Overcoming Adversity and Academic Defeat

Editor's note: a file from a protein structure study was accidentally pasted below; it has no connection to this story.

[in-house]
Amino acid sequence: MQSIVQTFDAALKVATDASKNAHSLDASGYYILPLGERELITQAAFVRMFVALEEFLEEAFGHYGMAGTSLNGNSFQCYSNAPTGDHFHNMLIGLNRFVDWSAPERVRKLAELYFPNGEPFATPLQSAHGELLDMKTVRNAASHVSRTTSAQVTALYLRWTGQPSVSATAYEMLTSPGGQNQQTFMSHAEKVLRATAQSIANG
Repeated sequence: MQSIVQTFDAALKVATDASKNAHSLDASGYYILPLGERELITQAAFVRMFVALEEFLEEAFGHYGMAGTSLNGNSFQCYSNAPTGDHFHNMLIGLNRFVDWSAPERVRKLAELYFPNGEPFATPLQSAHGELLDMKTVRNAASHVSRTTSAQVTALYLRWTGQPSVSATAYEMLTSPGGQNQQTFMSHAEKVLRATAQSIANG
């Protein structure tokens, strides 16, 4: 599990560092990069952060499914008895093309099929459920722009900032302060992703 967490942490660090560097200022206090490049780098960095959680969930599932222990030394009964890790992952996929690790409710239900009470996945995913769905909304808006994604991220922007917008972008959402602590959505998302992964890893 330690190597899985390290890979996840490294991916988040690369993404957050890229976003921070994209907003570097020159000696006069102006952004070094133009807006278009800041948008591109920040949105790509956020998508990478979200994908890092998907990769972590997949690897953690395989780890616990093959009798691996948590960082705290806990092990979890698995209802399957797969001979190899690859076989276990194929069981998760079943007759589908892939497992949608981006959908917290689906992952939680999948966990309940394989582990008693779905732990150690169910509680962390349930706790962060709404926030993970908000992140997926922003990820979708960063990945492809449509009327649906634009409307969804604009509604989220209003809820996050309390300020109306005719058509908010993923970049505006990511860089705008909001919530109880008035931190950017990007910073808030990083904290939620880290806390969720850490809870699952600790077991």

When I think about overcoming adversity and academic defeat I can’t help but to think back to my first semester at Ohio State, autumn 2012, it was that semester that really shaped me into the person I am today. That semester was probably one of the most challenging times in my life, personally and intellectually. I grew up always knowing that I would go to college, I was fortunate enough to have had the privilege to attend one of the top high schools in Cleveland. I graduated with a 4.71 grade point average, I obtained college credits (via Ohio’s Post-Secondary Enrollment Option Program) and was number three in my high school graduating class; I served on student government and was a part of numerous other organizations, including 4-H, Youth Fund Distribution Committee and Youth Advisory Committee of Cuyahoga County, just to name a few. Thus, I figured if I continued what I had done the last four years then the next four would be just as simple. Upon arriving to Ohio State, I enrolled in 15 credit hours (taking the classes my academic advisor told me I had to) and maintained my high school study habits - which, let’s be honest, were really non-existent. Well, as we can all imagine I struggled, I struggled significantly and I still remember the day I failed my first math exam. It really came as a shock to me, I just remember thinking there’s no way, I’ve taken all honors math since eighth grade - and I excelled in it, so how could I had possibly failed this exam? Nonetheless, I went on convincing myself that next time would be different. So, instead of seeking helping after that, I told myself now that I know the format I would pass exam two. Well, the second exam quickly approached and yet I received another F, well in Ohio State’s case an E. At that point I felt defeated, I gave up - not just on math, but on Ohio State altogether; I was ready to go home. I was in a place that was pretty much foreign to me, I was constantly surrounded by people who did not look like me, speak like me, think like me, nor could relate to or understand the struggles I was dealing with. I felt isolated and alone, I remember calling home proclaiming I wanted to leave Ohio State because it was not the right fit for me, too ashamed to tell my family about my struggles, because I was the kid who “made it”. So not only did I not have someone to talk to on campus, I didn’t have anyone back home, to discuss what I was really experiencing with - academic defeat, for the first time ever. My family didn’t understand the college process, and in someway still to this day doesn’t, thus they could not provide any comfort to me, they couldn’t coach me through it, they couldn’t reassure me that things would get better - because they’ve never experienced it. I am a first-generation, first in my family college student and I’ve never felt so alone, dumb and hopeless than I did during my first semester at Ohio State. Thus I tuned it all out and put on the face so many students in my position put on, I smiled, laughed, and acted as if everything was going just as I had planned. Well, I went on to end that first semester with a whopping 0.972 GPA (yup, you read that correct); I failed my math course, withdrew from other course (I was lucky enough to even know that was a thing), and barely passed my other courses. At the conclusion of the semester I packed my belongings with no intentions of returning. I had been defeated.